Sanford Wiseheart: The Strong, Silent Type (52 Ancestors #05)

Mary Elizabeth (Gilliland) Rakestraw with her great grandson, Sanford "Bud" Wiseheart, circa 1924.

Mary Elizabeth (Gilliland) Rakestraw with her great grandson, Sanford “Bud” Wiseheart, circa 1924.

Sanford William “Bud” Wiseheart was born on May 30, 1923 in New Albany, Indiana to Sanford Wesley and Mildred Gertrude (Springer) Wiseheart.1  Bud’s great grandmother, Mary Elizabeth Rakestraw, lived with the family until her death in 1935.2,3  She was the widow of a Civil War soldier and passed down many family stories to Bud and his siblings.  In 1941, Bud’s father bought a farm just outside New Albany.  They raised crops and chickens.  Plucking the chickens was one of Bud’s jobs.  He never would eat any poultry after that.

Sanford "Bud" Wiseheart on the farm.

Sanford “Bud” Wiseheart on the farm.

Bud married Dolores Louise Schroeder on August 2, 1958 at Atkins Chapel United Methodist Church in Floyd Knobs, Indiana.4,5,6  (For their engagement story, see Dolores Schroeder).  They had four sons.6  Bud was a carpenter.  He worked for New Albany-Floyd County Consolidated School Corporation and he also did some freelance work.  He was also very active in the church.  He was an usher, bell ringer, Sunday school teacher, and maintenance man for Atkins Chapel.  He also built the church’s Harvest Homecoming booth and assisted with Vacation Bible School.  Bud died at home on October 30, 2014.7

Sanford William "Bud" Wiseheart

Sanford William “Bud” Wiseheart

My grandpa was a hard working man who didn’t seem to have much to say, but when he did say something, it was more than worth it to pay attention.  He was an excellent story teller and knew a lot about a lot of things.  Every time he told me a story, it was full of heart.  Bud was no stranger to hard times, but he weathered them all.  The following is a story, in his own words, that includes two such times:

World War II.  I must’ve been nineteen when it started.  After a while, they started draftin’ and they had a bunch of us went over to Louisville and we were sent letters that we were to be inducted into the Armed Forces.  Thirty three of us went over in that bus from New Albany to Louisville and eleven of us came back rejected.

They examined me and I had a bad ear.  And the psychologist held me up and asked me all kinds of questions.  He asked me what I got out of life.  I told him, ‘I like to help other people, my mother and my father.’  And he kept callin’ me ‘Old Man.’  Nineteen years old and he’s callin’ me ‘Old Man.’  He said, ‘Tell me, Old Man, was there ever somebody in your life you loved very deeply?’  And I said, ‘Well, I can’t think of anything right off.’  Of course, what it was, my little sister, Mary Katherine, I used to sometimes change her diapers.  I was kind of an interpreter.  Sometimes she’d say something to her mother and Ma would ask me what she said.  And so, when she was two years old, she walked right past where I was cleanin’ the stables out and into the neighbors’ yard and fell in the fish pond and drowned.  That went pretty hard with me.  I felt responsible, like I should’ve seen her.  I should’ve saved her.  I even prayed to God to bring her back and take me in her place…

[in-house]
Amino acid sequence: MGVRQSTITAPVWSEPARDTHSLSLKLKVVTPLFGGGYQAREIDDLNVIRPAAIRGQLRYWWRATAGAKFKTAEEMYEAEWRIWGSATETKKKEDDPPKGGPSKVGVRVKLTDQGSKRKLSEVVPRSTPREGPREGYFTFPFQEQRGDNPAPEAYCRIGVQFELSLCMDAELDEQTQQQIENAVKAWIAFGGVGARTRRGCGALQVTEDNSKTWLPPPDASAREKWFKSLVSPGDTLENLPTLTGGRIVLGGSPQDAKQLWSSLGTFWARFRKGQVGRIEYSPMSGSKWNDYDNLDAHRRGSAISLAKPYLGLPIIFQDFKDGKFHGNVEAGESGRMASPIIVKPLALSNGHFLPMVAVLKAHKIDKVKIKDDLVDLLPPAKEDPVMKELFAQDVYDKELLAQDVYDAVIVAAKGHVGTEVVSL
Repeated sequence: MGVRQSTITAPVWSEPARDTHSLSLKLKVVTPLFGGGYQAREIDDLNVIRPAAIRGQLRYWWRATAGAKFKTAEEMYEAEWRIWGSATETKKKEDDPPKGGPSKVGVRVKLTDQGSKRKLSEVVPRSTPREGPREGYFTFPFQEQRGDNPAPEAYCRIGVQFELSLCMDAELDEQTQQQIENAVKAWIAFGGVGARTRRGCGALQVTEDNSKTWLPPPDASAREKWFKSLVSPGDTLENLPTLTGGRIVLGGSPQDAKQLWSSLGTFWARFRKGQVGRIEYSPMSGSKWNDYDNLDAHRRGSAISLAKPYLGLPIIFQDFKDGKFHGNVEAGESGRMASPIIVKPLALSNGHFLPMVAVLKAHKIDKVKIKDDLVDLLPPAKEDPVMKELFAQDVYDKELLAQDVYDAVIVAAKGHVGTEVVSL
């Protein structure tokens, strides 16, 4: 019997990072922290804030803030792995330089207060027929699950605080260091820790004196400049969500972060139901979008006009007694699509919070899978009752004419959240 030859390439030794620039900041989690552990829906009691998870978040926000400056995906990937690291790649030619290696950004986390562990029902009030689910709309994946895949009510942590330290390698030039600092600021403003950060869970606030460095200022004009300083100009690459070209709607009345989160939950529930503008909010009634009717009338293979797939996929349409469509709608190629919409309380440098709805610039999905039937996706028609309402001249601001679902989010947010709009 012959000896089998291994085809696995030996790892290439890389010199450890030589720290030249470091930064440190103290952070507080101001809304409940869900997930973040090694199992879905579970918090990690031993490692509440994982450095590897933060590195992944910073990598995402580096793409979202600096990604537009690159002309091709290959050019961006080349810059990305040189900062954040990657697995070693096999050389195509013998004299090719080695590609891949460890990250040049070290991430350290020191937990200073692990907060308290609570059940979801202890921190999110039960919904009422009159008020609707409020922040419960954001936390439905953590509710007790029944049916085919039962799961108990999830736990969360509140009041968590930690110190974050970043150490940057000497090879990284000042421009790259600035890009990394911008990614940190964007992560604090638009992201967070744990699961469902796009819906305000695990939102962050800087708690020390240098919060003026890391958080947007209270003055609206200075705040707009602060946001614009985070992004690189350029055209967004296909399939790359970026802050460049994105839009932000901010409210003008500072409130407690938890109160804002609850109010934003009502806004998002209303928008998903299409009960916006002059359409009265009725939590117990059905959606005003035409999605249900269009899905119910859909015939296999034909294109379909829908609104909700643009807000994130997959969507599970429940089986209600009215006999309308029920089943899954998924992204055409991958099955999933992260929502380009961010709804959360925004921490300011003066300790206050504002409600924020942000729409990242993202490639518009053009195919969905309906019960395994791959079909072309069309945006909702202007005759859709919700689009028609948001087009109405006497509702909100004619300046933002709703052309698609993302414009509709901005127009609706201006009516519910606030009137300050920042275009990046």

But gettin’ back to it.  I took a heck of a lot of flack.  One time I was goin’ to the grocery with Pap and someone remarked, ‘There’s a young man who ought to be in the military.’  Well, now you can’t tell by lookin’ at somebody that they ought to be in the military.  I just never did have any desire to shoot and kill anybody, but I never made any effort to avoid the draft.

They sent a notice out, ‘All people that are unfit for military service are expected to get into the defense work to help the cause.’  And if we didn’t go somewhere voluntarily, they were goin’ to draft us into defense work.  So I went on up to Charlestown and got in on the construction over there.

My mother got a letter one day from Clara Edwards.  ‘My Dear Mrs. Wiseheart, Thank you for your compliments on Albert and Vernon.’  They had both been inducted into the Army, you see.  ‘Thank you for your compliments on their nerves.  Well, let me tell you something.  All you’ll ever see out of the Wiseheart boys is dirty bedsheets, the dirty yellowbacks.’  And then she signed it off.  ‘Course Frank was too young and I was 4F, I couldn’t help it.  Not that I wanted to go, but they said I was unfit for military service.  So anyway, all them years of this hostile attitude.

Sanford "Bud" Wiseheart hanging the flags for the 4th of July.

Sanford “Bud” Wiseheart hanging the flags.  July 4, 2009.  Photo taken by Sarah Wiseheart of Wiseheart Photo.


Sources

1.  Floyd County, Indiana Births, CH-14, p.113, Stuart Barth Wrege Indiana History Room

2.  1930 U.S. Federal Census, Silver Creek, Clark County, Indiana, p.14B, Ancestry

3.  1940 U.S. Federal Census, New Albany, Floyd, Indiana, p.10B, FamilySearch

4.  Floyd County, Indiana Marriages, Vol. 55, p.244, Floyd County Clerk’s Office

5.  New Albany Tribune, Sun 24 Aug 1958, p.6, c.1, Stuart Barth Wrege Indiana History Room

6.  New Albany Ledger & Tribune, Sun 2 Aug 1998, p.B2, c.3, Stuart Barth Wrege Indiana History Room

7.  New Albany Tribune, Sat 1 Nov 2014, p.A4, c.3, Stuart Barth Wrege Indiana History Room

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